The pineal gland has been called the “third eye,” it contains cells very similar to the cells of the eye. It is controlled by neurons sensitive to light, which originate in the retina of each eye and end in the hypothalamus.
It responds to shifts in hours of daylight and the hormonal responses of the hypothalamus. It may also guide reproductive functions. In humans, who can conceive and give birth throughout the year, the reproductive role of the pineal gland is not fully understood. There is evidence that melatonin has a role in regulating ovulation.
Researchers found evidence that melatonin produced by the pineal gland can have a positive impact on your heart and blood pressure.
There’s some evidence that light exposure and melatonin levels may influence the menstrual cycle. Reduced amounts of melatonin may also play a role in the development of irregular menstrual cycles.
A group of large nuclei that partially surround the thalamus under the cortex (subcortical). These nuclei are important in the control of movement. The red nucleus and substantia nigra of the midbrain have connections with the basal ganglia and cerebellum which serve many important functions. These include playing a role in several autonomic functions.
Primarily used for motor control, they also are involved in motor learning, executive functions and behaviors, and emotions.
Damage to the basal ganglia network forms the basis for several movement disorders.
The “little brain” or two peach-size mounds of folded tissue located at the top, back of the brain stem.
It’s made up of small lobes and receives information from the balance system of the inner ear, sensory nerves, and the auditory and visual systems. It is involved in the coordination of movements as well as motor learning.
For example, the cerebellum helps control posture, balance, and the coordination of voluntary movements. It allows different muscle groups in the body to act together and produce coordinated, fluid movement. It also plays a major role in certain cognitive functions including speech.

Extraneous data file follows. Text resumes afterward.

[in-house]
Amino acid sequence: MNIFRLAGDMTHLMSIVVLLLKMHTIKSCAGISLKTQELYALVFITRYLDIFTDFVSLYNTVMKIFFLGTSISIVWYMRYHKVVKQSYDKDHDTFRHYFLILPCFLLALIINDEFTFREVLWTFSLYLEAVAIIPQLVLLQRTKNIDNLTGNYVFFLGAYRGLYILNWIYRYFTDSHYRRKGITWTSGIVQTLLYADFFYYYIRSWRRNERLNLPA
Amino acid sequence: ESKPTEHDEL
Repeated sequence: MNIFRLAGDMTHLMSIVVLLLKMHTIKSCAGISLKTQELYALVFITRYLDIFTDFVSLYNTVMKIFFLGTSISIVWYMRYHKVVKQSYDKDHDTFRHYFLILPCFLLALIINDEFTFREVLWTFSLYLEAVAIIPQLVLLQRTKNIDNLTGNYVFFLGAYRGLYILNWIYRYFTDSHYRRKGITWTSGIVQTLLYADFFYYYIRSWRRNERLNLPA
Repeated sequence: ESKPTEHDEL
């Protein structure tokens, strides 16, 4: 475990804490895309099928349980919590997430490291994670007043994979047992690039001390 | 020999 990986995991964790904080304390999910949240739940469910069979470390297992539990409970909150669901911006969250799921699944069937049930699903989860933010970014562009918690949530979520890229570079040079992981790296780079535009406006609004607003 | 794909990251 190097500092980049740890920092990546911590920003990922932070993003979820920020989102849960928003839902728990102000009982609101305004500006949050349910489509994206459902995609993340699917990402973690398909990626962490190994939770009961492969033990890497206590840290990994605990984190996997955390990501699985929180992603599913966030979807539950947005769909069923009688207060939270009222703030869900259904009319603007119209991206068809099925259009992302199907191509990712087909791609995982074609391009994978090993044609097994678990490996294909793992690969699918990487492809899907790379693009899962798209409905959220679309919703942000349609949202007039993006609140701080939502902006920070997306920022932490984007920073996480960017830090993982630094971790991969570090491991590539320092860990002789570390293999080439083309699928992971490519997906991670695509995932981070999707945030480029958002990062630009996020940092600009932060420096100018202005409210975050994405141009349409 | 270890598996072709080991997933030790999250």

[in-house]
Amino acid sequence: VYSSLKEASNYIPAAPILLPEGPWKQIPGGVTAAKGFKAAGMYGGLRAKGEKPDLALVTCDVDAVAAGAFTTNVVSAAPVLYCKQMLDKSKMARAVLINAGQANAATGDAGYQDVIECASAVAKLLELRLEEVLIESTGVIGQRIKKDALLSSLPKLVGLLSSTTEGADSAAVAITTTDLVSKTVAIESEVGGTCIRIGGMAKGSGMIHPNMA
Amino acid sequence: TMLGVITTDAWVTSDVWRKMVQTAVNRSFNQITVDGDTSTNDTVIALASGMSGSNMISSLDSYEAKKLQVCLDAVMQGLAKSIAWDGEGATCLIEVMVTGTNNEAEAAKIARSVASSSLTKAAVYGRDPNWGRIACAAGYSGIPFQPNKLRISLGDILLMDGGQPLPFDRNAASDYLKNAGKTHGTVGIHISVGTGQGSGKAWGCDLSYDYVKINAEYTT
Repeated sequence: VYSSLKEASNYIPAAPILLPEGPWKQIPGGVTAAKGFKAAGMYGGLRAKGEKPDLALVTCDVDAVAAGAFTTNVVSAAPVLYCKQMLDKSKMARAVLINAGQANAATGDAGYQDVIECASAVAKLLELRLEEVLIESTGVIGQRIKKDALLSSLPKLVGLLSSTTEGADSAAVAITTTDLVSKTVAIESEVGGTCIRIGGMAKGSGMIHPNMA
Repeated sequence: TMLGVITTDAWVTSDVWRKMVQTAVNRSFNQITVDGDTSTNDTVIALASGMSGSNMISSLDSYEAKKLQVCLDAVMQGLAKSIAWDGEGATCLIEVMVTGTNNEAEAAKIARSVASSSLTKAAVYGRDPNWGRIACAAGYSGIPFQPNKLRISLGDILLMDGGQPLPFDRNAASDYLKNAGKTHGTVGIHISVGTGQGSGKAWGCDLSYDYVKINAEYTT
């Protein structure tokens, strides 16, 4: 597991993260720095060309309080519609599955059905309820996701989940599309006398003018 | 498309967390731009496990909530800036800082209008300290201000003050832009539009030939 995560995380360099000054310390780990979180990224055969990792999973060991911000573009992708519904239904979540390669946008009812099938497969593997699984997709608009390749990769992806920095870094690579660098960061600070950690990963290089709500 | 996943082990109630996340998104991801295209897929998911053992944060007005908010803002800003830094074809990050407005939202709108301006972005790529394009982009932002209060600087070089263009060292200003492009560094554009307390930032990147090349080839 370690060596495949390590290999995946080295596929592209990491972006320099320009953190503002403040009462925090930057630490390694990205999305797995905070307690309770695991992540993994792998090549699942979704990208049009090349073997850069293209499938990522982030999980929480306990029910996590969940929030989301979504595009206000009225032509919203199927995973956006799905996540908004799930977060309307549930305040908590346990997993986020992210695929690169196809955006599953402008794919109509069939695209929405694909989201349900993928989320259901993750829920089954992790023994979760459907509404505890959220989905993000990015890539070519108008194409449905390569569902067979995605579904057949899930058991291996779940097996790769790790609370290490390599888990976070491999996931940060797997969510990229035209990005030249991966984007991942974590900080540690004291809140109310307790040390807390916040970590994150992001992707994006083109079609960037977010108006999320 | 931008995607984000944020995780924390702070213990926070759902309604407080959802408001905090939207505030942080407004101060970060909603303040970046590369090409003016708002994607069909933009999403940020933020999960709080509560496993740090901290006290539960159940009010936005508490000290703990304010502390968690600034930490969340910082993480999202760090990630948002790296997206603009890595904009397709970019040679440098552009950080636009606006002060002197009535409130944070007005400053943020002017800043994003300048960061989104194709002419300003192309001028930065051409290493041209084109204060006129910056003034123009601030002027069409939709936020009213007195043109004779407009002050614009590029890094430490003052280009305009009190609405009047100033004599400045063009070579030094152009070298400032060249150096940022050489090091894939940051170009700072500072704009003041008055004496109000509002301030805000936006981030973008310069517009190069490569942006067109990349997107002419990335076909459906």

It controls complex movements (e.g., a tennis serve). It’s also involved in some learning pathways.
The cerebellum makes up approximately 10 percent of the brain’s total size. It accounts for more than 50 percent of the total number of neurons located in the entire brain. While it controls movements, motor commands do not originate here. Instead, the cerebellum serves to modify these signals and make motor movements accurate and useful.
Stroke that restricts blood to the cerebellum include symptoms such as vertigo, headache, vomiting, and ataxia (lack of control of voluntary movement).
The list of structures that make up the limbic system are not agreed upon.
Four of the main regions of the limbic systems include:
These structures relay between the limbic system and the hypothalamus, thalamus, and cerebral cortex. The hippocampus is important in memory and learning. While the limbic system itself is central in the control of emotional responses.
Deep in the center of the limbic-emotional brain lies the amygdala. It’s the size and shape of an almond and stays constantly alert to the needs of basic survival. These include sex and emotional reactions such as anger and fear.
The amygdala inspires emotion-based response such as sweaty palms. It is larger in male brains, often enlarged in the brains of sociopaths and it shrinks in the elderly.
Recently, it’s been associated with a range of mental conditions including depression to even autism.
The ventricles are the part of the brain with the function to produce, carry and distribute cerebrospinal fluid (CSF).
The piping of the brain. The ventricles are a communicating network of cavities filled with cerebrospinal fluid (CSF). The ventricular system is composed of two lateral ventricles, the third ventricle, the cerebral aqueduct, and the fourth ventricle cord.
A cavity in the forebrain becomes the third ventricle, which leads further forward into the two lateral ventricles, one in each cerebral hemisphere.
Within each ventricle is a region of choroid plexus. It’s a network of ependymal cells that help to produce cerebrospinal fluid. It is continuous with the central canal of the spinal cord.
Cerebrospinal fluid is the life-source of the brain. It absorbs physical shocks to the head and neck. Distributes nutritive materials to and removes wastes from nervous tissue. It is most significant during sleep when the blood-brain barrier opens up and allows CSF to flow within the neurons.
Now it’s up to you. Do you have a good handle on the function of different brain parts?
Leave your thoughts in the comment section below.